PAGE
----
A match against the other homeland
The European Championship encounter on 11 June against Albania means the Swiss national team are not just facing any other opponent. Many of the Swiss players have their roots in Kosovo.
It is a beautiful morning. Berne awakes. The sun lights up the Federal Palace. A few steps further hangs the flag of Kosovo. Mustafe Dzemaili opens the door, invites me into his office and starts to talk. Dzemaili has been the Kosovan ambassador to Switzerland for around a year. He is buzzing with excitement about 11 June, a special occasion for him. It is the day of the European Championship match between Switzerland and Albania. “The match between brothers,” remarks Dzemaili smiling. But it is not quite that simple. Switzerland versus Albania is more than a match. There has probably never been a match like it. Switzerland A against Switzerland B, say some. Albania against Albania, say others. Or Kosovo plus against Kosovo plus. They are all right.
Nobody incorporates the spirit of this match better than the brothers Granit and Taulant Xhaka. Never before have two brothers with the same mother and father faced one another at the European Championship. It is both a joyful occasion and a great challenge. Last autumn, when Switzerland, with Granit Xhaka, as well as Albania, with Taulant Xhaka, qualified for the European Championship, their father Ragip Xhaka said on the telephone: “I’m the proudest father in the world. One son is playing for Switzerland and another for Albania. This is the perfect reflection of our story.” He now says: “It’s lucky I’ve got two hands. One to clap for Granit and Switzerland, and the other for Taulant and Albania. Maybe it will be a draw.”
Granit and Taulant Xhaka have mixed feelings when talking about the forthcoming dual. They make comments like: “It’s hard to play against your own family.” But then, as the conversation progresses, they say: “It’s a game. A special one maybe. But I’m looking forward to it. And I won’t hold back against my brother. At the end of the day, we want to win.” “We”, Switzerland. And “we”, Albania.
The “traitors” as role models
Lots of the Swiss national team have Kosovan roots, including the three key players – Xhaka, Xherdan Shaqiri and Valon Behrami. In their homeland, they are dubbed “traitors” who are not fighting for Albania’s cause. Ambassador Dzemaili is dismissive of such insults. “It’s a game. They are players and are pitting themselves against an opponent. That’s all there is to it. Nobody should misuse football to attribute political intentions or messages to anyone.” The Swiss players with Kosovan roots did not reject Albania but rather chose to play for Switzerland – “the country that welcomed them and gave them so much in life,” he says.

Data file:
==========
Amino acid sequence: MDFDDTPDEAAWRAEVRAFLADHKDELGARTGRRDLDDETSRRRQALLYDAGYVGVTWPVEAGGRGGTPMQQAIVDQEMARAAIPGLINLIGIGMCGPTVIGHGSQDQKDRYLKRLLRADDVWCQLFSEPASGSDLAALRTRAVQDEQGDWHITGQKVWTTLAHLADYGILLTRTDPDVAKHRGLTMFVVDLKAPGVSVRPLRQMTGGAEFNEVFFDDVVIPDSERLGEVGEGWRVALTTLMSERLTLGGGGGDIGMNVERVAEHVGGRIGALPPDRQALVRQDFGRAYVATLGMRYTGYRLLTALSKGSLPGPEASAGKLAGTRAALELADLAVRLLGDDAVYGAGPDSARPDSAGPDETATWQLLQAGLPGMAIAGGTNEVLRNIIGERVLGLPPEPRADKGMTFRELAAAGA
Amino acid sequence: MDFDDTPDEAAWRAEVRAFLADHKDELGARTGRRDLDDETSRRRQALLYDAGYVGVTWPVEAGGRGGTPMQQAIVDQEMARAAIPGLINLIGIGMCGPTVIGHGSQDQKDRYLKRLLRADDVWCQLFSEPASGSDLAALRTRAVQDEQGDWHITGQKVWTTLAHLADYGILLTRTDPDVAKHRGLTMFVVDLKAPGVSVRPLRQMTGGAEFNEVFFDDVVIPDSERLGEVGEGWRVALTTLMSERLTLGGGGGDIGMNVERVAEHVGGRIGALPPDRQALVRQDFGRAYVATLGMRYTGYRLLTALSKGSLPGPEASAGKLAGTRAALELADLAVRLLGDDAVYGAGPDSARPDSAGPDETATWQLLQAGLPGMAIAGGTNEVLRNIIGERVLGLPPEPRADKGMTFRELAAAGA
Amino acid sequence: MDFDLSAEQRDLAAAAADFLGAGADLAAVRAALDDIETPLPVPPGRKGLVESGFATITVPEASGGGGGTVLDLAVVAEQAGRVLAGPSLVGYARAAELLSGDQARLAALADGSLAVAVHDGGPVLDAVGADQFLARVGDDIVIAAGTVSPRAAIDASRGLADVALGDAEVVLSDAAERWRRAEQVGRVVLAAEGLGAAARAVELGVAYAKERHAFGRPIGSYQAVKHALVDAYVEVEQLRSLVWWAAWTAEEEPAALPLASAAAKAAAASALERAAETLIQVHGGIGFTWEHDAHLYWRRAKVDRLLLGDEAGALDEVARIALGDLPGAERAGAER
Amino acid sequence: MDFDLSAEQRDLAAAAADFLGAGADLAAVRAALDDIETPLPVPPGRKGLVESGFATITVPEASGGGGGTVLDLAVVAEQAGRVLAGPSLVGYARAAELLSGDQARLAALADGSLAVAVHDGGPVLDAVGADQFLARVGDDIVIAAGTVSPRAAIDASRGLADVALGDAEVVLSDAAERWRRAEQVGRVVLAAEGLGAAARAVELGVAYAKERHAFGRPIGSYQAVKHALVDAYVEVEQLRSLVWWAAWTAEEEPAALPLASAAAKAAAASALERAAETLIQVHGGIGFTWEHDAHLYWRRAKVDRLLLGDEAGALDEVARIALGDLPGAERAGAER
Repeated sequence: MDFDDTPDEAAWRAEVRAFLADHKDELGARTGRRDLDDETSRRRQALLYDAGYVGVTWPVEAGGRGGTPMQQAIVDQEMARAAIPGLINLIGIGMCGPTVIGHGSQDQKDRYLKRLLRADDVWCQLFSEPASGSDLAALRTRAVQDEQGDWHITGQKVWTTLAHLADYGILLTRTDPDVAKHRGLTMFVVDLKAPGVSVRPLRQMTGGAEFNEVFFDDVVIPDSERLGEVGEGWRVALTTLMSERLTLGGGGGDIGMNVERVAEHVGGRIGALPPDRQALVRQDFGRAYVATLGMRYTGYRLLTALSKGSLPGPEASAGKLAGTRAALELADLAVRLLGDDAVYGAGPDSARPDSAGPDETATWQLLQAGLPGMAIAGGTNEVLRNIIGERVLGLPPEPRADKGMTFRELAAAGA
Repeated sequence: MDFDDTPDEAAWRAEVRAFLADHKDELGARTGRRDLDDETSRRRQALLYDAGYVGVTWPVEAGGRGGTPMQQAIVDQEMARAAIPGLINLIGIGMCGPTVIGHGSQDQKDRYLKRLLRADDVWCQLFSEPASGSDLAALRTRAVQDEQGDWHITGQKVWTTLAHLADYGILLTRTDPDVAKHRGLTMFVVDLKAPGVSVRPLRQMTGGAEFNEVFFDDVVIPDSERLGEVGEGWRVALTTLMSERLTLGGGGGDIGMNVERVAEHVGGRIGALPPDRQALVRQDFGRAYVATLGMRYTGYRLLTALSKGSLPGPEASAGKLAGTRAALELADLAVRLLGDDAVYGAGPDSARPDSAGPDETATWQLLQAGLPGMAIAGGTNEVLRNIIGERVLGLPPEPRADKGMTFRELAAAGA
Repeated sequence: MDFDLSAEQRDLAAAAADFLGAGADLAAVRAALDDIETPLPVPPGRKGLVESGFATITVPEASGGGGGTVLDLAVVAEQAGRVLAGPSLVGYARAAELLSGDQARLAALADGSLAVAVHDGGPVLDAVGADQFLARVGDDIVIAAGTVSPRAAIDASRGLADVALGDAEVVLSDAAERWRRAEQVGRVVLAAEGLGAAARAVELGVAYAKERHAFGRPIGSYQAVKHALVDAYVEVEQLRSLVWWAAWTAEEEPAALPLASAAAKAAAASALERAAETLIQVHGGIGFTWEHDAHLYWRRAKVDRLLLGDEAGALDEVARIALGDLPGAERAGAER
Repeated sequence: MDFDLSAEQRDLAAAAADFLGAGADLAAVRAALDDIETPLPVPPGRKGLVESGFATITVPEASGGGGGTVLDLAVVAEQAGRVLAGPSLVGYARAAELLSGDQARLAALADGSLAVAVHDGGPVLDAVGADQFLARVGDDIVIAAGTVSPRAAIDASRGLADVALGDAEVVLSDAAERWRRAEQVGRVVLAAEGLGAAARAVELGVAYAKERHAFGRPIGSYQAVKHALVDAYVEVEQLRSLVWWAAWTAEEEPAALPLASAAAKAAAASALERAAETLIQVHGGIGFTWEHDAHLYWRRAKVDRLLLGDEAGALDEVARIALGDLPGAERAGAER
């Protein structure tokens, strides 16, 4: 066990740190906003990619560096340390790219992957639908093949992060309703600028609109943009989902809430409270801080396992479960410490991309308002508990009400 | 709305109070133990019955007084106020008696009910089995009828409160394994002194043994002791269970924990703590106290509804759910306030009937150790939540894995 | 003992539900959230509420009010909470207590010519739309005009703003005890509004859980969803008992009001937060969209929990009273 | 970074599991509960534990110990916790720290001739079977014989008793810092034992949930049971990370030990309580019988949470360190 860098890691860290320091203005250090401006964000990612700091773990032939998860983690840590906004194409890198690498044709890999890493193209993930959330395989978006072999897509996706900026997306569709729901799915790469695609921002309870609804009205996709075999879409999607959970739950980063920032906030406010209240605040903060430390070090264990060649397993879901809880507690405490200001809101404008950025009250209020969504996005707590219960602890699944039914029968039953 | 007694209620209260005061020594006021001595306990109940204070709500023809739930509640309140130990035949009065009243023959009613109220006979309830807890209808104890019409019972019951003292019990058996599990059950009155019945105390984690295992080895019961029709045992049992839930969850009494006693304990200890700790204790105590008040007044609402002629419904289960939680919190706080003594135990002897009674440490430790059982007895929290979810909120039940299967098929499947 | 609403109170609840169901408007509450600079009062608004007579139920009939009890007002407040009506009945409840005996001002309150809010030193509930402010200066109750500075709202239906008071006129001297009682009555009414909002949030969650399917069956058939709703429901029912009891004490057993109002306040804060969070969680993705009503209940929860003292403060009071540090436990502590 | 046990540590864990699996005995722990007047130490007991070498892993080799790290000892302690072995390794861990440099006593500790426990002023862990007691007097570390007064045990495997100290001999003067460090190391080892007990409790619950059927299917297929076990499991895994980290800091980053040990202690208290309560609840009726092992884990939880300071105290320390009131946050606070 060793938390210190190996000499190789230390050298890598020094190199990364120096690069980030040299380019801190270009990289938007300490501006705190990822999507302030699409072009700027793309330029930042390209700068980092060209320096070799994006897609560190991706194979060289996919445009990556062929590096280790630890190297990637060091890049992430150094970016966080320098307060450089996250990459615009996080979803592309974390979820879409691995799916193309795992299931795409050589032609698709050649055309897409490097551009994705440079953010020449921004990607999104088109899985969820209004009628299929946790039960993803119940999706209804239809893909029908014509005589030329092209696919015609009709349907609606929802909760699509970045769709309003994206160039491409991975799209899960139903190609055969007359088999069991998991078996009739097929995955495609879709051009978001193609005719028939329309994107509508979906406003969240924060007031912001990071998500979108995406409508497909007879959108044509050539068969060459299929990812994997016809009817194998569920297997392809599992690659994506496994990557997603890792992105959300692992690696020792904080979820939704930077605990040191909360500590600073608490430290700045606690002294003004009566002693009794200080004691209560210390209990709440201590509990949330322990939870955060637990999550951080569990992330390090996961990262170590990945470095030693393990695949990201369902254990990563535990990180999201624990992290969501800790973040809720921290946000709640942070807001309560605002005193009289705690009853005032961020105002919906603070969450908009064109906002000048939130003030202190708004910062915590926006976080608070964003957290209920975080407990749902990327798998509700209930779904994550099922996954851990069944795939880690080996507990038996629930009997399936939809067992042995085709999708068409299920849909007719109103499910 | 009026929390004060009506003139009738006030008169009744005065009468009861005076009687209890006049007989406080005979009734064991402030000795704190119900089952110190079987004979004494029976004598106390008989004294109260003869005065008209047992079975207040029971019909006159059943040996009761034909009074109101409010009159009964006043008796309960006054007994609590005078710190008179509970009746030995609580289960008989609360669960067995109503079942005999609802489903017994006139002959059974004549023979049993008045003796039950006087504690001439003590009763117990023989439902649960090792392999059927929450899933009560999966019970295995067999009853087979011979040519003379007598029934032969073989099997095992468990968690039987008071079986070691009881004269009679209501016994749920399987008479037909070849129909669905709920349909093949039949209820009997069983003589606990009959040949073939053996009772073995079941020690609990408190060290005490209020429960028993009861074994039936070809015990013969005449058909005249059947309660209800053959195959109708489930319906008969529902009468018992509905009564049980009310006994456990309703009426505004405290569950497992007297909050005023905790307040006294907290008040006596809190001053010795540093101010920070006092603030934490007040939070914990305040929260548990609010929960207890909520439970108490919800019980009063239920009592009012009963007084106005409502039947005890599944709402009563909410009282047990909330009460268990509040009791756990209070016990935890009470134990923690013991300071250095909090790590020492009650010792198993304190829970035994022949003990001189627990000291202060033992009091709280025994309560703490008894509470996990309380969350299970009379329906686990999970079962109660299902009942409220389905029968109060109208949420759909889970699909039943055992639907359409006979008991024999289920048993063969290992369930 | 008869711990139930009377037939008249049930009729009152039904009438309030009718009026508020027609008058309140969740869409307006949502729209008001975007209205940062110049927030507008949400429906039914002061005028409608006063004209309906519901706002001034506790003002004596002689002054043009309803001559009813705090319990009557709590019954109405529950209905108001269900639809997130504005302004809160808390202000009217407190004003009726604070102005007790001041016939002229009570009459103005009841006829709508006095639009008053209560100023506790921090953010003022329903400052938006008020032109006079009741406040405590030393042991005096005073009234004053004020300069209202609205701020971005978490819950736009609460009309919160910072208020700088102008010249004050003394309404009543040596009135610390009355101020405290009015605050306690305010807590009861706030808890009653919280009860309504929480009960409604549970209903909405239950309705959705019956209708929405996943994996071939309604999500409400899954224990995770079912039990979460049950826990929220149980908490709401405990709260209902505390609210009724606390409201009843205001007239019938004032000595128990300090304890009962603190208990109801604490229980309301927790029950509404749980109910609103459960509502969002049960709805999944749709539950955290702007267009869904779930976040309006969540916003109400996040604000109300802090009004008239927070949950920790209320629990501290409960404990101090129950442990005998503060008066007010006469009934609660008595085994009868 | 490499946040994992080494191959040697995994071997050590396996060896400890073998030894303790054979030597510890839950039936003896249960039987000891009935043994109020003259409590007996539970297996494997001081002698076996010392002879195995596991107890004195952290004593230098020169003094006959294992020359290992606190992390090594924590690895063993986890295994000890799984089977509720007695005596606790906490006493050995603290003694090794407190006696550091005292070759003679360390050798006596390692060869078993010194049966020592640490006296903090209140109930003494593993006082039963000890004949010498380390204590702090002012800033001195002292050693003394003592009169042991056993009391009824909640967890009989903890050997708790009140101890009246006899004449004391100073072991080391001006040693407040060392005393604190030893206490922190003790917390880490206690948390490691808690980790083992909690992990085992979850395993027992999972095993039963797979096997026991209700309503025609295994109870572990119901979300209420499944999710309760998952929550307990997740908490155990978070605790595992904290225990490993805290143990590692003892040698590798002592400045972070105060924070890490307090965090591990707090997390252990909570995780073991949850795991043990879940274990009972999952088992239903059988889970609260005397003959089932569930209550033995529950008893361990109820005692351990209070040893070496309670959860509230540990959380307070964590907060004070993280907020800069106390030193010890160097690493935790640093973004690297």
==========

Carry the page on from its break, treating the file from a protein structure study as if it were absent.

When talking to Dzemaili you sometimes get the impression that he is ashamed of what Behrami, Shaqiri and Xhaka have been subjected to. He stresses that, “footballers are a prime example of successful integration. They live in a culture of community. They have shown the way, and this approach has long become established in other areas too, whether politics, science or medicine.”
The views from home are just one side of it for Shaqiri, Behrami and Xhaka. They also face a constant struggle for acceptance in Switzerland. People constantly raise the question of whether their identification with Switzerland is strong enough. The debate ignites when the players observe the national anthem in silence or sometimes celebrate a goal at their clubs with the double-headed eagle gesture.
Valon Behrami is the most senior Swiss international with Kosovan roots. He has taken the younger players under his wing. He is the first to answer such questions and does so with remarkable candidness. Behrami says: “I sometimes envy the players who were born here. Only they can feel what happens when the anthem is played. I miss out on that. But I always give my all for Switzerland.”
One thing is beyond contention: The talent of the second-generation immigrants, combined with their strong will and great self-assurance, has enabled Swiss football to make progress. “We would never be enjoying our current success without them,” remarks Ottmar Hitzfeld, the former coach of the national team.
Switzerland celebrated its only ever World Cup title in football in 2009. While it was “only” at under-17 level, it nevertheless marked the start of a new era. This golden generation, characterised by players with more than one homeland, holds great promise for Swiss football. Granit Xhaka was also a member of the World Cup winning team. He now says: “With a bit of luck and a good performance, we could become European champions.” Switzerland still has to get used to such a mindset.